A big part of the training camp were team-building activities, all set to build up the team's trust in each other, as we would need that traveling to a new place together and experiencing new experiences in a different culture. There was a wall to scale, a net to cross through, a swing from one side to another, a tire to pass through, and so much more. Every single one of the activities brought immense fear--would I be able to do it? Would I be disappointing the team if I wasn't able to complete the activity? Should I have even agreed to this at all? Day after day, I woke up with a feeling of dread--what would we face today and would I make it through without disappointing my team?
The interesting thing about building trust...it takes time and it takes practice. In one activity, we had to feed each member of the team through a different part of a rope net. My team learned that I was scared to be picked up, so they started with having me go through a lower portion where I didn't need to be lifted. Instead, I could focus on what I COULD contribute to the team. I could encourage, I could hold and help and use my own strength to carry others.
Little by little, each activity grew in its ability to challenge me to trust my team, and trust myself and my own abilities. Climbing up and over the wall, I had to trust that my team had me on the way down. Swinging over a pit, having to keep from dropping down, my team shouted encouragement and built me up to believe that I could make it over (and I did!).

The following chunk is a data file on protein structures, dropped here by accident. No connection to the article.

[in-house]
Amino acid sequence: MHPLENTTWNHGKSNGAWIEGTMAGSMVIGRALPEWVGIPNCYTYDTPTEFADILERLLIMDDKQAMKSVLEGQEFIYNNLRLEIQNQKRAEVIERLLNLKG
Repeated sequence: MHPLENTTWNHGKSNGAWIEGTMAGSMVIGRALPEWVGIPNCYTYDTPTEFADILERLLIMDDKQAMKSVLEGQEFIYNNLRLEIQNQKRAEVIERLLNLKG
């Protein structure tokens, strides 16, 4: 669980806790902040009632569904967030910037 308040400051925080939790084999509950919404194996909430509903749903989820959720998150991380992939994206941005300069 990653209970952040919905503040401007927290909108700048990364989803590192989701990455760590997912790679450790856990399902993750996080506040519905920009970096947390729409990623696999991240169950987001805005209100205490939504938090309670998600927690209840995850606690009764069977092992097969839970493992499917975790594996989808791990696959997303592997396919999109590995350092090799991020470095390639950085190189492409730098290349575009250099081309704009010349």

The greatest challenge of trust came in having to carry each member of the team through a large tire. I knew that I could easily help carry each member of the team through the tire...but my doubts raged when it came to trusting others to do the same. My mind whirled, all the fears and insecurities that I had had over my years concerning my body and my weight all popped up in my brain, tears skirting towards the edges of my eyes. The team reassured me of their ability, and before I knew it, they had me up off the ground and through the tire and safely back on land without a second thought.